I’ve been in Dakar for one week. The first few days, I was numb from sensory overload. I see sheep in the street meridian, bright colorful linens, flies swarming the meat stands and more western clothes than I expected. I hear my brothers converse in Wolof, the fierce but melodic call to prayer from the Mosque down the street, and the sheep for Tabaski (a Muslim celebration in November) whining in his captivity. At first the scent of Senegalese air – sand and fish – was a constant reminder that I was in a distant land. Now I feel I have grown accustomed to these foreign smells and only notice them in the tap water. I taste the spicy, oily, delicious Senegalese food. I feel the heat.
With a base of understanding from my lessons at the Baobab center, I am now beginning to put these things I saw and heard into cultural context. At first, I thought Senegalese people suffered from the chronic-lateness syndrome I battle myself. If the schedule says class starts at 9, we might start as late as 9:45. But people aren’t late because they’re lazy. The emphasis on relationships and greetings is valued over business and productivity: even if I’m in a hurry to go to school, I stop and talk with the fruit vendor on my street.
I was uncomfortable my first time in the markets of downtown. As a white “tubab” I’m an instant target for all the vendors selling everything from sunglasses and clothes to woodcarvings and necklaces. I’m tired and hot and being followed up the street by a man with a bag full of butterfly wing art. He won’t accept my French of “non, merci” (no thank you), “c’est joli mais je n’ai pas besoin de ca” (that’s pretty but I don’t need it), nor my desperate Wolof “baba naan” (next time). I was annoyed but then I remembered he probably has a family to feed. It’s logical to target a foreigner. Accepting the target on my skin allows me to laugh when every taxi that passes stops to ask if I need a ride.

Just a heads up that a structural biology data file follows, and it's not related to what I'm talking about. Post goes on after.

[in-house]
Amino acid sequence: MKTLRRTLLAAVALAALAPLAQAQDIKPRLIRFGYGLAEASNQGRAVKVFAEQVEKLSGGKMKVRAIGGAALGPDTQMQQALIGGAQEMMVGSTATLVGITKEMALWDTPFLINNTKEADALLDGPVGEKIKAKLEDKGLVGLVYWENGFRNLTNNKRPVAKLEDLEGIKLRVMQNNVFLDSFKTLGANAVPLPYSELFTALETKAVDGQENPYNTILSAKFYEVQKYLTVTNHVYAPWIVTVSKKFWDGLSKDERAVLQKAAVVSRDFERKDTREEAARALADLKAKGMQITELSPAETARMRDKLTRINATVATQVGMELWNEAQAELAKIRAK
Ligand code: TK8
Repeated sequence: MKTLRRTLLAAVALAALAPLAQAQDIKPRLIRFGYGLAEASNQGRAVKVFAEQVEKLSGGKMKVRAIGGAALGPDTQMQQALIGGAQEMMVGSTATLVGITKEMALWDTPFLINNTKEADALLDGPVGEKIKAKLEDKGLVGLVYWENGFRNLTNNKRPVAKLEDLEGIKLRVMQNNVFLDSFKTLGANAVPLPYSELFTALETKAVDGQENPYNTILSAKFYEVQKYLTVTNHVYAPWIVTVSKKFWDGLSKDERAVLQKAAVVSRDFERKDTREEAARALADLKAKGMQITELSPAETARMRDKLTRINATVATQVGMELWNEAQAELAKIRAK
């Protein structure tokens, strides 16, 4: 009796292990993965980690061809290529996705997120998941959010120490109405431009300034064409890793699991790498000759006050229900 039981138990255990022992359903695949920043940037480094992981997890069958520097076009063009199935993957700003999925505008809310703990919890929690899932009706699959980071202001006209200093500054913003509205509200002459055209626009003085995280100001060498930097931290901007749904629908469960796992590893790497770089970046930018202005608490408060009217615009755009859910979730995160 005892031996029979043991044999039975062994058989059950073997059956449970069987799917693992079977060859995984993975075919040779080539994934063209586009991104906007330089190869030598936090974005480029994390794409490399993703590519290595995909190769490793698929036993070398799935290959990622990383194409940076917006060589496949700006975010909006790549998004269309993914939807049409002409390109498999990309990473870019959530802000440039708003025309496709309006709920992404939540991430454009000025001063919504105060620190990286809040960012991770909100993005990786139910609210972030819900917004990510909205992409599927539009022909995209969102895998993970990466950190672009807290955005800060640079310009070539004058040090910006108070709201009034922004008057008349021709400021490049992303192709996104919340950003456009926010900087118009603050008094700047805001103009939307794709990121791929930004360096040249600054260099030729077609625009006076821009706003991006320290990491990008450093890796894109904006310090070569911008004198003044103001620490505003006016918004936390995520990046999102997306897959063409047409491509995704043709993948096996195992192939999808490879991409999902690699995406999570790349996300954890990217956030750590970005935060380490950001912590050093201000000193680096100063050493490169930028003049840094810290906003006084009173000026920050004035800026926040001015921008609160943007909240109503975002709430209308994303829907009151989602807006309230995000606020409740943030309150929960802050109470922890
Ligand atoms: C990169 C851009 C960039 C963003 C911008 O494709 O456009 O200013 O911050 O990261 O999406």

At first the heat was annoying, but now I appreciate how it can add to the experience and relationships. I’ve endured heat over 100° before – with air conditioning and short shorts – neither of which are an option here. Even the fans are unreliable. The first four days the circuits broke an average of 6 times a day, sometimes for hours at a time, leaving us without light or rest. At one in the morning I sat in our outdoor room, talking and laughing with my family because it’s too hot to sleep in our stuffy rooms.
I’m processing everything I see and feel based on what I know from the past. I’m uncomfortable with always being catered to and never being allowed to help at home, but that’s the culture of hospitality “Teranga”. With an understanding of the values and beliefs of Senegalese culture I will hopefully be able to impartially compare the new things I’m seeing with my old life. Until then I’ll just observe.